District meeting minutes are here.
People in the deleted FB thread were noting the absentee record of incumbent candidates based on the information on that site.
The moment social media silence was broken, real discussion and diligence happened. Then that discussion was deleted. There is evident need for a public venue to discuss the election. The DSISD Facebook page, which is open to the public, seems a good venue. The district cannot promote candidates, but they can post election information and allow the community to comment.
I posted the following to Theneighborsofdrippingsprings.
Recently, early election information was posted to this group by a school board member. As there has been a total blackout on election information on district media, this was much appreciated. Community members engaged in a reasoned discussion on incumbent board members, using board meeting notes to compile attendance records. That post was deleted yesterday. I asked the board member who posted it why it was taken down.
Community election comments on the DSISD Facebook page were also deleted.
On April 19th, I sent some questions to school board candidates via the email addresses on their applications. One replied noting their response to the questions would take a little time. No candidate has provided answers to the questions, thus far.
I talked to Bruce Gearing about mentioning the election on the district’s website and social media. While the district cannot advocate for candidates, I believe they can mention the election and let the community discuss. I suggested to him doing exactly this.
Candidate bios are available here:
And here is the early voting schedule:
Dripping Springs ISD Administrative Building, 510 West Mercer St.
Monday, April 25 – 7:00 am to 7:00 pm
Tuesday, April 26 through Friday, April 29 – 8:00 am to 4:00 pm
Saturday, April 30 – 10:00 am to 2:00 pm
Monday, May 2 – 7:00 am to 7:00 pm
Tuesday, May 3 – 8:00 am to 4:00 pm
The questions I asked and everything I’ve discovered so far are on this post:
Scroll down to the comments for updates on the deletions.
In my opinion, people who are public figures have an obligation to be courteous both to the public they serve and to other public figures. If they aren’t, they risk harming the public entity they represent because of interpersonal grievances that have nothing to do with the work of their public entity. I have certainly tried to operate by this premise in my eight years as a school board member and three years as board president.
Based on this premise, I encouraged Shelly Reeves to delete the post that appeared on the Neighbors of Dripping Springs. When the Executive Director of a public entity posts information that casts a negative light on other public figures (and is also incorrect), I do not think anyone’s interests are served for an online argument about the facts to ensue. The work of the public entities is simply too important.
I certainly understand your desire for complete online transparency. It is a laudable goal. I hope you understand my desire to attempt to prevent interpersonal grievances from impacting the important work of the school board.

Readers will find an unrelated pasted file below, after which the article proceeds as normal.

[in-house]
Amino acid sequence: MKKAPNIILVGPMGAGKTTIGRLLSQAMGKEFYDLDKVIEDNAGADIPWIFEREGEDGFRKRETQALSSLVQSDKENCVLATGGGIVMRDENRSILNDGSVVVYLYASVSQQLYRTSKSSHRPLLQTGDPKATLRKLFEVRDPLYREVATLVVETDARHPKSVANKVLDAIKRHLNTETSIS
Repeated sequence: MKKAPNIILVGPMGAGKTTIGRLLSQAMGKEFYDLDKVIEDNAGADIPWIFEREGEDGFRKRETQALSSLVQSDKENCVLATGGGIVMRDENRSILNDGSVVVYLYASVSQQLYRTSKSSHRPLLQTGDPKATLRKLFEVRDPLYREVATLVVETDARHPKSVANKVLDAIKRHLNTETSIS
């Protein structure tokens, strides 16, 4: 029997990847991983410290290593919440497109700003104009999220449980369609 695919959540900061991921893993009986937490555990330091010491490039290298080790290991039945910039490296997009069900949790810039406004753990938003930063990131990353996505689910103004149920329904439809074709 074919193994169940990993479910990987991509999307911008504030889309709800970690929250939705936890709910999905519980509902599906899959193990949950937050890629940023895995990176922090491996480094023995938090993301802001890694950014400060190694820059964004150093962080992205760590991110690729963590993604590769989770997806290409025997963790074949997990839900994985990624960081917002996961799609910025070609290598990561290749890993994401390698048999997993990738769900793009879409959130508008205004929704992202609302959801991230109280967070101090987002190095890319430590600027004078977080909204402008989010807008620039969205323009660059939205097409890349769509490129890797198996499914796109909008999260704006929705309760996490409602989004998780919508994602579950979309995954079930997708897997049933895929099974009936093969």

Please feel free to contact me directly with questions by e-mail at email@example.com
You must be more robust to open, lively discourse to survive the sea change that is finally come to our schools.
Deleting a thread like that is like taking your ball and going home in a huff. Engage in the conversation and win on the merit of your ideas and the persuasiveness of your words. Not a single attempt was made to engage the conversation before the post was deleted. That is poor, unacceptable etiquette.
And please keep in mind that the public entity they represent is under wholesale indictment. We must indict our systems and our roles in them to make progress. Hiding behind hand-waving respectability doesn’t cut it anymore.
Meanwhile, we still know next to nothing about the candidates and early voting is now.
Most Likely to Succeed, Excellent Sheep, the neurodiversity movement, and geeks and nerds who can no longer endure the casual, thoughtless cruelty of our schools are coming. We geeks have been building our own system and institutions. We’ve been building alternative pipelines to work because our education system is intellectually, ethically, and morally bankrupt – or near enough so to round down. Our ranks are swelling with LGBTQ, neurodivergent, and disabled humans who have endured systemic inhumanity.The system is under indictment and must wake to change so that our future STEM contributors can get to those of us waiting for them in life after school. Compliance culture must and will be upended. Acceptance, the social model of disability, and design for real life are improving companies and industries. Schools need to join the movement.
Experts in the current credentialist system must become neophytes again as they retool for the continuous, relentless learning from which they have been isolated. Navigating this sea change requires boldness, willingness to learn, and the acquisition of many perspectives.